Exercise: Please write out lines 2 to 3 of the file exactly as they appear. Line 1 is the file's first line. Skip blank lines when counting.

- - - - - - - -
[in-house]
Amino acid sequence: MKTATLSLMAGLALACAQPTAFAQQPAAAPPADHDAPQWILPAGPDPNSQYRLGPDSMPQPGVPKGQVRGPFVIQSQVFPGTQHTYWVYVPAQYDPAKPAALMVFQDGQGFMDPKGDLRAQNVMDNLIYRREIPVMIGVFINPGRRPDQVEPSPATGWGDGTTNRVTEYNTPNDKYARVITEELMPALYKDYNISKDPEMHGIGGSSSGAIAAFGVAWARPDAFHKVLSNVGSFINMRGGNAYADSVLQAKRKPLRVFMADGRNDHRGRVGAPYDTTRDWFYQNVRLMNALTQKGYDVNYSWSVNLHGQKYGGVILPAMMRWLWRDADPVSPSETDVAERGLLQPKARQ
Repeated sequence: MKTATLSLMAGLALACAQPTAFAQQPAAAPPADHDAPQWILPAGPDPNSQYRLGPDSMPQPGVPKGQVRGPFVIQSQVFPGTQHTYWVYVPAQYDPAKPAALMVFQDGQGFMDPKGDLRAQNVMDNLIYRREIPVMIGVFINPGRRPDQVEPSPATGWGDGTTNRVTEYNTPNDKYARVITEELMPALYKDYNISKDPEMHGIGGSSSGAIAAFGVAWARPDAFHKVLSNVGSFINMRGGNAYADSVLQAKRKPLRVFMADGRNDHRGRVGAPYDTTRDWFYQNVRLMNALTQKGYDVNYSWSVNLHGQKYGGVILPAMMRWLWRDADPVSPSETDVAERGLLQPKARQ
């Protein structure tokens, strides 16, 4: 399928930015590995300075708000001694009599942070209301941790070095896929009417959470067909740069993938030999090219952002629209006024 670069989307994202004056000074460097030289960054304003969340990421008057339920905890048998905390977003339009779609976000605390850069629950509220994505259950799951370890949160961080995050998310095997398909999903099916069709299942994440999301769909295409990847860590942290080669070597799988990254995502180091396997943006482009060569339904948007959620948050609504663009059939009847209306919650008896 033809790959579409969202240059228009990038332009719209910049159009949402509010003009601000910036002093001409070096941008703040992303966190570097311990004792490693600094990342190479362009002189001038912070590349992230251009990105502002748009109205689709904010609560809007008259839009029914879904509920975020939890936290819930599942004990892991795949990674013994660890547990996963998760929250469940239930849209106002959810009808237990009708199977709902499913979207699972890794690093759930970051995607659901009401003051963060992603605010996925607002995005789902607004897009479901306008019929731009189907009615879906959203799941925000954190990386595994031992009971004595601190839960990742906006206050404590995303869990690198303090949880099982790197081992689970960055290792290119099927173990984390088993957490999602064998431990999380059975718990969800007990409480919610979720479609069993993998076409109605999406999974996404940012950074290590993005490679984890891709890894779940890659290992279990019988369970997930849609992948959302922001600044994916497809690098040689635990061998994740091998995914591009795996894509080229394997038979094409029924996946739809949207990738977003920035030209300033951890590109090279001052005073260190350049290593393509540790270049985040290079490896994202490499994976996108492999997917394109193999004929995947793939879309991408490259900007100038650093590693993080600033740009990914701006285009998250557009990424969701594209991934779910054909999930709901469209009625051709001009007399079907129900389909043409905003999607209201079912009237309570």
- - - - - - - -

Amino acid sequence: MKTATLSLMAGLALACAQPTAFAQQPAAAPPADHDAPQWILPAGPDPNSQYRLGPDSMPQPGVPKGQVRGPFVIQSQVFPGTQHTYWVYVPAQYDPAKPAALMVFQDGQGFMDPKGDLRAQNVMDNLIYRREIPVMIGVFINPGRRPDQVEPSPATGWGDGTTNRVTEYNTPNDKYARVITEELMPALYKDYNISKDPEMHGIGGSSSGAIAAFGVAWARPDAFHKVLSNVGSFINMRGGNAYADSVLQAKRKPLRVFMADGRNDHRGRVGAPYDTTRDWFYQNVRLMNALTQKGYDVNYSWSVNLHGQKYGGVILPAMMRWLWRDADPVSPSETDVAERGLLQPKARQ
Repeated sequence: MKTATLSLMAGLALACAQPTAFAQQPAAAPPADHDAPQWILPAGPDPNSQYRLGPDSMPQPGVPKGQVRGPFVIQSQVFPGTQHTYWVYVPAQYDPAKPAALMVFQDGQGFMDPKGDLRAQNVMDNLIYRREIPVMIGVFINPGRRPDQVEPSPATGWGDGTTNRVTEYNTPNDKYARVITEELMPALYKDYNISKDPEMHGIGGSSSGAIAAFGVAWARPDAFHKVLSNVGSFINMRGGNAYADSVLQAKRKPLRVFMADGRNDHRGRVGAPYDTTRDWFYQNVRLMNALTQKGYDVNYSWSVNLHGQKYGGVILPAMMRWLWRDADPVSPSETDVAERGLLQPKARQ